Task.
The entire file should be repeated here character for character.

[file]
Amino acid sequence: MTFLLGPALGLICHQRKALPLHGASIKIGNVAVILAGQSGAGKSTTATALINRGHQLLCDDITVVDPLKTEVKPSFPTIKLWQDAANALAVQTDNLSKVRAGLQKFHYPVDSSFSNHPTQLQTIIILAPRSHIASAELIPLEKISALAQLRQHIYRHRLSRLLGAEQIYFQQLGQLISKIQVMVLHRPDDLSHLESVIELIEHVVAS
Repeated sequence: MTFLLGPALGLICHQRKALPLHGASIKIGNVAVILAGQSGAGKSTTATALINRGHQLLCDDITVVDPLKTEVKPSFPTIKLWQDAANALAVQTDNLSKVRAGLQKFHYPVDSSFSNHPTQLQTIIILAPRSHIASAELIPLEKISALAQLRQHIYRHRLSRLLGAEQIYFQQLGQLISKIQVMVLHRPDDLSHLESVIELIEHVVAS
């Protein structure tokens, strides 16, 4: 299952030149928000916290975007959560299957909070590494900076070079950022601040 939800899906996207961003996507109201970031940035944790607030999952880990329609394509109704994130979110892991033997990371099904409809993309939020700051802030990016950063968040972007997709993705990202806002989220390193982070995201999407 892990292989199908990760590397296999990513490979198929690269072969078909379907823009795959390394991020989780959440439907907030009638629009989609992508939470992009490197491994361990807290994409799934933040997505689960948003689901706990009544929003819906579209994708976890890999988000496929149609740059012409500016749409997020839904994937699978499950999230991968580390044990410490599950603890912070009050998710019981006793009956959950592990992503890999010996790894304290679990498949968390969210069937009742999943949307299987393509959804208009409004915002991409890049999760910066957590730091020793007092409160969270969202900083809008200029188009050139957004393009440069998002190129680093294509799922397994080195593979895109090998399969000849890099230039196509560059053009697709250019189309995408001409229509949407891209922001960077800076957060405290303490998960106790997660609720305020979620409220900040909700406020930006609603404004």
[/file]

Amino acid sequence: MTFLLGPALGLICHQRKALPLHGASIKIGNVAVILAGQSGAGKSTTATALINRGHQLLCDDITVVDPLKTEVKPSFPTIKLWQDAANALAVQTDNLSKVRAGLQKFHYPVDSSFSNHPTQLQTIIILAPRSHIASAELIPLEKISALAQLRQHIYRHRLSRLLGAEQIYFQQLGQLISKIQVMVLHRPDDLSHLESVIELIEHVVAS
Repeated sequence: MTFLLGPALGLICHQRKALPLHGASIKIGNVAVILAGQSGAGKSTTATALINRGHQLLCDDITVVDPLKTEVKPSFPTIKLWQDAANALAVQTDNLSKVRAGLQKFHYPVDSSFSNHPTQLQTIIILAPRSHIASAELIPLEKISALAQLRQHIYRHRLSRLLGAEQIYFQQLGQLISKIQVMVLHRPDDLSHLESVIELIEHVVAS
């Protein structure tokens, strides 16, 4: 299952030149928000916290975007959560299957909070590494900076070079950022601040 939800899906996207961003996507109201970031940035944790607030999952880990329609394509109704994130979110892991033997990371099904409809993309939020700051802030990016950063968040972007997709993705990202806002989220390193982070995201999407 892990292989199908990760590397296999990513490979198929690269072969078909379907823009795959390394991020989780959440439907907030009638629009989609992508939470992009490197491994361990807290994409799934933040997505689960948003689901706990009544929003819906579209994708976890890999988000496929149609740059012409500016749409997020839904994937699978499950999230991968580390044990410490599950603890912070009050998710019981006793009956959950592990992503890999010996790894304290679990498949968390969210069937009742999943949307299987393509959804208009409004915002991409890049999760910066957590730091020793007092409160969270969202900083809008200029188009050139957004393009440069998002190129680093294509799922397994080195593979895109090998399969000849890099230039196509560059053009697709250019189309995408001409229509949407891209922001960077800076957060405290303490998960106790997660609720305020979620409220900040909700406020930006609603404004």